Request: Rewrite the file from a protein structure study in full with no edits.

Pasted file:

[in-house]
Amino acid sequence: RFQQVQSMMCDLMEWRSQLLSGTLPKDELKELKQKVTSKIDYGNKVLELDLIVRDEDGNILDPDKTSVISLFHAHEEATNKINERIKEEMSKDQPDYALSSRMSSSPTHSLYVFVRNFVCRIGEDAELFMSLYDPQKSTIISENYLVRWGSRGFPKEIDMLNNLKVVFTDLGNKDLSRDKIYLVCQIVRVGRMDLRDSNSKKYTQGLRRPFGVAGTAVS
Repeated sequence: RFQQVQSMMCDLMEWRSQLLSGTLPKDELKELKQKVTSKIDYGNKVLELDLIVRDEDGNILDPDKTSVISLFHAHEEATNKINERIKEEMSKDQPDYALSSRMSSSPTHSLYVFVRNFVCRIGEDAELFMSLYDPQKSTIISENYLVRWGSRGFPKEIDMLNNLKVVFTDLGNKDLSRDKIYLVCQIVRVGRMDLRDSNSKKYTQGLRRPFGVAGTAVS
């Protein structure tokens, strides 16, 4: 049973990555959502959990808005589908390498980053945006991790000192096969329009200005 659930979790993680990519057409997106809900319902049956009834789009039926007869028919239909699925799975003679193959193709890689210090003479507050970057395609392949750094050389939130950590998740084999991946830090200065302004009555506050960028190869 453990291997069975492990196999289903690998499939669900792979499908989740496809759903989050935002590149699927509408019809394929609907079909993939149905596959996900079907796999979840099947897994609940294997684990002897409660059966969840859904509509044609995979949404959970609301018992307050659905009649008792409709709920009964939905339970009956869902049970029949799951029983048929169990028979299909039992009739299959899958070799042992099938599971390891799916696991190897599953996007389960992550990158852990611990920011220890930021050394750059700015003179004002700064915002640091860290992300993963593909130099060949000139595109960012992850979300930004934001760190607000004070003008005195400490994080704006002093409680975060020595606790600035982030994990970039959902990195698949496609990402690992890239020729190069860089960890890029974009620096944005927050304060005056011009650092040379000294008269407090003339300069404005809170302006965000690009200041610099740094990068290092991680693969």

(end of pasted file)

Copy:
[in-house]
Amino acid sequence: RFQQVQSMMCDLMEWRSQLLSGTLPKDELKELKQKVTSKIDYGNKVLELDLIVRDEDGNILDPDKTSVISLFHAHEEATNKINERIKEEMSKDQPDYALSSRMSSSPTHSLYVFVRNFVCRIGEDAELFMSLYDPQKSTIISENYLVRWGSRGFPKEIDMLNNLKVVFTDLGNKDLSRDKIYLVCQIVRVGRMDLRDSNSKKYTQGLRRPFGVAGTAVS
Repeated sequence: RFQQVQSMMCDLMEWRSQLLSGTLPKDELKELKQKVTSKIDYGNKVLELDLIVRDEDGNILDPDKTSVISLFHAHEEATNKINERIKEEMSKDQPDYALSSRMSSSPTHSLYVFVRNFVCRIGEDAELFMSLYDPQKSTIISENYLVRWGSRGFPKEIDMLNNLKVVFTDLGNKDLSRDKIYLVCQIVRVGRMDLRDSNSKKYTQGLRRPFGVAGTAVS
């Protein structure tokens, strides 16, 4: 049973990555959502959990808005589908390498980053945006991790000192096969329009200005 659930979790993680990519057409997106809900319902049956009834789009039926007869028919239909699925799975003679193959193709890689210090003479507050970057395609392949750094050389939130950590998740084999991946830090200065302004009555506050960028190869 453990291997069975492990196999289903690998499939669900792979499908989740496809759903989050935002590149699927509408019809394929609907079909993939149905596959996900079907796999979840099947897994609940294997684990002897409660059966969840859904509509044609995979949404959970609301018992307050659905009649008792409709709920009964939905339970009956869902049970029949799951029983048929169990028979299909039992009739299959899958070799042992099938599971390891799916696991190897599953996007389960992550990158852990611990920011220890930021050394750059700015003179004002700064915002640091860290992300993963593909130099060949000139595109960012992850979300930004934001760190607000004070003008005195400490994080704006002093409680975060020595606790600035982030994990970039959902990195698949496609990402690992890239020729190069860089960890890029974009620096944005927050304060005056011009650092040379000294008269407090003339300069404005809170302006965000690009200041610099740094990068290092991680693969």